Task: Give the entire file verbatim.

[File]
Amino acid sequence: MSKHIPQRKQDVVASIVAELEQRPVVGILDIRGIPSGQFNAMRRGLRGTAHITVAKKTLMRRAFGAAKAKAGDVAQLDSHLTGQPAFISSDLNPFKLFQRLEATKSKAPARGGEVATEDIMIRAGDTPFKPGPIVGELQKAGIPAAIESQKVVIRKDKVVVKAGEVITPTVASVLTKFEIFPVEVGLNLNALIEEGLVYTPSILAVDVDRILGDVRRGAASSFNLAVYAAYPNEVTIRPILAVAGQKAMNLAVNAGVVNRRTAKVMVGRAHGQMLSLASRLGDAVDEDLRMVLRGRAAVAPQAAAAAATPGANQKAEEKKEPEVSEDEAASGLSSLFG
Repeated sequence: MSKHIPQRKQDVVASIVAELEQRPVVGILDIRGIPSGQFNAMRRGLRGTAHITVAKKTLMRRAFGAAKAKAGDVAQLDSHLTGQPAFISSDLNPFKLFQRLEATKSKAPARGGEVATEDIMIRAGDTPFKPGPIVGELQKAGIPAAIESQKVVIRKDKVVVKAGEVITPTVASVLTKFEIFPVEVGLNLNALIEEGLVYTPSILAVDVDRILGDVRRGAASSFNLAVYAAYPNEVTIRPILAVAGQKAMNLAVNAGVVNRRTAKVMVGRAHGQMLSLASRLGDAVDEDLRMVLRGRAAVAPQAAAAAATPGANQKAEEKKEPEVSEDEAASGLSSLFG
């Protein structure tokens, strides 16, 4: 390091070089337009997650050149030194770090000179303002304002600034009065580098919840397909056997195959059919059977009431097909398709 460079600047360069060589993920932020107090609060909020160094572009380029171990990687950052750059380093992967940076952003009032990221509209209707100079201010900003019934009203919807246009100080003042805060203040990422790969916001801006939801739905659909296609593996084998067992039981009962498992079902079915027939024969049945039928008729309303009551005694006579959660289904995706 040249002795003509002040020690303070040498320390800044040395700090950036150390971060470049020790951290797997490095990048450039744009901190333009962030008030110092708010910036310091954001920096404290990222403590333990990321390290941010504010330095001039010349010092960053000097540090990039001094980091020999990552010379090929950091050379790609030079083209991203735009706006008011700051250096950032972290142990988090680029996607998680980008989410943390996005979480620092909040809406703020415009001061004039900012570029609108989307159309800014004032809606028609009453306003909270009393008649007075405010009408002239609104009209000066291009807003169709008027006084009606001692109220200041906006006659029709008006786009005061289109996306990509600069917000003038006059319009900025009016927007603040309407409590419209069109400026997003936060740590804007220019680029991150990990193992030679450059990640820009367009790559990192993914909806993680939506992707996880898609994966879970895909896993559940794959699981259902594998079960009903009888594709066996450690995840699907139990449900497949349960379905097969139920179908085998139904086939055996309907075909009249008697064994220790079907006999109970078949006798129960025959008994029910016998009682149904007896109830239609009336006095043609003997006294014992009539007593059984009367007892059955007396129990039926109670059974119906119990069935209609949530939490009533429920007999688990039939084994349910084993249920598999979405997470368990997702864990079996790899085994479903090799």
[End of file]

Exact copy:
Amino acid sequence: MSKHIPQRKQDVVASIVAELEQRPVVGILDIRGIPSGQFNAMRRGLRGTAHITVAKKTLMRRAFGAAKAKAGDVAQLDSHLTGQPAFISSDLNPFKLFQRLEATKSKAPARGGEVATEDIMIRAGDTPFKPGPIVGELQKAGIPAAIESQKVVIRKDKVVVKAGEVITPTVASVLTKFEIFPVEVGLNLNALIEEGLVYTPSILAVDVDRILGDVRRGAASSFNLAVYAAYPNEVTIRPILAVAGQKAMNLAVNAGVVNRRTAKVMVGRAHGQMLSLASRLGDAVDEDLRMVLRGRAAVAPQAAAAAATPGANQKAEEKKEPEVSEDEAASGLSSLFG
Repeated sequence: MSKHIPQRKQDVVASIVAELEQRPVVGILDIRGIPSGQFNAMRRGLRGTAHITVAKKTLMRRAFGAAKAKAGDVAQLDSHLTGQPAFISSDLNPFKLFQRLEATKSKAPARGGEVATEDIMIRAGDTPFKPGPIVGELQKAGIPAAIESQKVVIRKDKVVVKAGEVITPTVASVLTKFEIFPVEVGLNLNALIEEGLVYTPSILAVDVDRILGDVRRGAASSFNLAVYAAYPNEVTIRPILAVAGQKAMNLAVNAGVVNRRTAKVMVGRAHGQMLSLASRLGDAVDEDLRMVLRGRAAVAPQAAAAAATPGANQKAEEKKEPEVSEDEAASGLSSLFG
């Protein structure tokens, strides 16, 4: 390091070089337009997650050149030194770090000179303002304002600034009065580098919840397909056997195959059919059977009431097909398709 460079600047360069060589993920932020107090609060909020160094572009380029171990990687950052750059380093992967940076952003009032990221509209209707100079201010900003019934009203919807246009100080003042805060203040990422790969916001801006939801739905659909296609593996084998067992039981009962498992079902079915027939024969049945039928008729309303009551005694006579959660289904995706 040249002795003509002040020690303070040498320390800044040395700090950036150390971060470049020790951290797997490095990048450039744009901190333009962030008030110092708010910036310091954001920096404290990222403590333990990321390290941010504010330095001039010349010092960053000097540090990039001094980091020999990552010379090929950091050379790609030079083209991203735009706006008011700051250096950032972290142990988090680029996607998680980008989410943390996005979480620092909040809406703020415009001061004039900012570029609108989307159309800014004032809606028609009453306003909270009393008649007075405010009408002239609104009209000066291009807003169709008027006084009606001692109220200041906006006659029709008006786009005061289109996306990509600069917000003038006059319009900025009016927007603040309407409590419209069109400026997003936060740590804007220019680029991150990990193992030679450059990640820009367009790559990192993914909806993680939506992707996880898609994966879970895909896993559940794959699981259902594998079960009903009888594709066996450690995840699907139990449900497949349960379905097969139920179908085998139904086939055996309907075909009249008697064994220790079907006999109970078949006798129960025959008994029910016998009682149904007896109830239609009336006095043609003997006294014992009539007593059984009367007892059955007396129990039926109670059974119906119990069935209609949530939490009533429920007999688990039939084994349910084993249920598999979405997470368990997702864990079996790899085994479903090799």